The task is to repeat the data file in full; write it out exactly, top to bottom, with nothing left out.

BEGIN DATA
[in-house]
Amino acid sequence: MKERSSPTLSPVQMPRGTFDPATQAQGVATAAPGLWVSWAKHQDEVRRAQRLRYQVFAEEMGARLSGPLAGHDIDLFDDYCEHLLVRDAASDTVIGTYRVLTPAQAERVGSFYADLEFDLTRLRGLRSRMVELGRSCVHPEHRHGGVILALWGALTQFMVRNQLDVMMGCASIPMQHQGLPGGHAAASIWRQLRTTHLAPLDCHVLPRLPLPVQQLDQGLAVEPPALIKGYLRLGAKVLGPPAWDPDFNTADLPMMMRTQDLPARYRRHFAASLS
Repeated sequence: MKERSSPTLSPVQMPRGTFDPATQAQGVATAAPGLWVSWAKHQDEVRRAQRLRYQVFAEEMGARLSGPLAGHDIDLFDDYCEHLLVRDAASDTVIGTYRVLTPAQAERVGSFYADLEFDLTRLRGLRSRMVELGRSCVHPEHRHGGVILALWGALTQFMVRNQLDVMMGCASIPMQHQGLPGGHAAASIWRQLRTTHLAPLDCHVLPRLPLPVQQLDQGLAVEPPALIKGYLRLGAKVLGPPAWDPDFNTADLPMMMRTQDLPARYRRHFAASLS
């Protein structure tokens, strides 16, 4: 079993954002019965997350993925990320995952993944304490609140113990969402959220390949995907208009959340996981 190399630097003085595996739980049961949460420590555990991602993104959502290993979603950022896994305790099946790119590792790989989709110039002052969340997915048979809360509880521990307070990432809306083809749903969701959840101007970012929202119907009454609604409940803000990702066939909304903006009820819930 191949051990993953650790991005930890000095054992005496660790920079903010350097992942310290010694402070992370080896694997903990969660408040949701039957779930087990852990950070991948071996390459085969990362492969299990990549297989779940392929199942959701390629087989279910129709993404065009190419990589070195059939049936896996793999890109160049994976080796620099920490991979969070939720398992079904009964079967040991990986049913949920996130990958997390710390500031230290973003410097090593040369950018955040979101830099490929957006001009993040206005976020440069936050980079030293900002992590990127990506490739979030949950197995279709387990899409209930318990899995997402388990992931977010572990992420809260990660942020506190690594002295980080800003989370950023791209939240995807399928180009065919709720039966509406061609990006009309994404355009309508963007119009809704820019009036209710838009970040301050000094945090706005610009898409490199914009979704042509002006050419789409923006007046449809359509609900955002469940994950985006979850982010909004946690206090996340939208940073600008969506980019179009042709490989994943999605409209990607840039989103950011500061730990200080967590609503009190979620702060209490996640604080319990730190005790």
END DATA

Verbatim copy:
[in-house]
Amino acid sequence: MKERSSPTLSPVQMPRGTFDPATQAQGVATAAPGLWVSWAKHQDEVRRAQRLRYQVFAEEMGARLSGPLAGHDIDLFDDYCEHLLVRDAASDTVIGTYRVLTPAQAERVGSFYADLEFDLTRLRGLRSRMVELGRSCVHPEHRHGGVILALWGALTQFMVRNQLDVMMGCASIPMQHQGLPGGHAAASIWRQLRTTHLAPLDCHVLPRLPLPVQQLDQGLAVEPPALIKGYLRLGAKVLGPPAWDPDFNTADLPMMMRTQDLPARYRRHFAASLS
Repeated sequence: MKERSSPTLSPVQMPRGTFDPATQAQGVATAAPGLWVSWAKHQDEVRRAQRLRYQVFAEEMGARLSGPLAGHDIDLFDDYCEHLLVRDAASDTVIGTYRVLTPAQAERVGSFYADLEFDLTRLRGLRSRMVELGRSCVHPEHRHGGVILALWGALTQFMVRNQLDVMMGCASIPMQHQGLPGGHAAASIWRQLRTTHLAPLDCHVLPRLPLPVQQLDQGLAVEPPALIKGYLRLGAKVLGPPAWDPDFNTADLPMMMRTQDLPARYRRHFAASLS
């Protein structure tokens, strides 16, 4: 079993954002019965997350993925990320995952993944304490609140113990969402959220390949995907208009959340996981 190399630097003085595996739980049961949460420590555990991602993104959502290993979603950022896994305790099946790119590792790989989709110039002052969340997915048979809360509880521990307070990432809306083809749903969701959840101007970012929202119907009454609604409940803000990702066939909304903006009820819930 191949051990993953650790991005930890000095054992005496660790920079903010350097992942310290010694402070992370080896694997903990969660408040949701039957779930087990852990950070991948071996390459085969990362492969299990990549297989779940392929199942959701390629087989279910129709993404065009190419990589070195059939049936896996793999890109160049994976080796620099920490991979969070939720398992079904009964079967040991990986049913949920996130990958997390710390500031230290973003410097090593040369950018955040979101830099490929957006001009993040206005976020440069936050980079030293900002992590990127990506490739979030949950197995279709387990899409209930318990899995997402388990992931977010572990992420809260990660942020506190690594002295980080800003989370950023791209939240995807399928180009065919709720039966509406061609990006009309994404355009309508963007119009809704820019009036209710838009970040301050000094945090706005610009898409490199914009979704042509002006050419789409923006007046449809359509609900955002469940994950985006979850982010909004946690206090996340939208940073600008969506980019179009042709490989994943999605409209990607840039989103950011500061730990200080967590609503009190979620702060209490996640604080319990730190005790």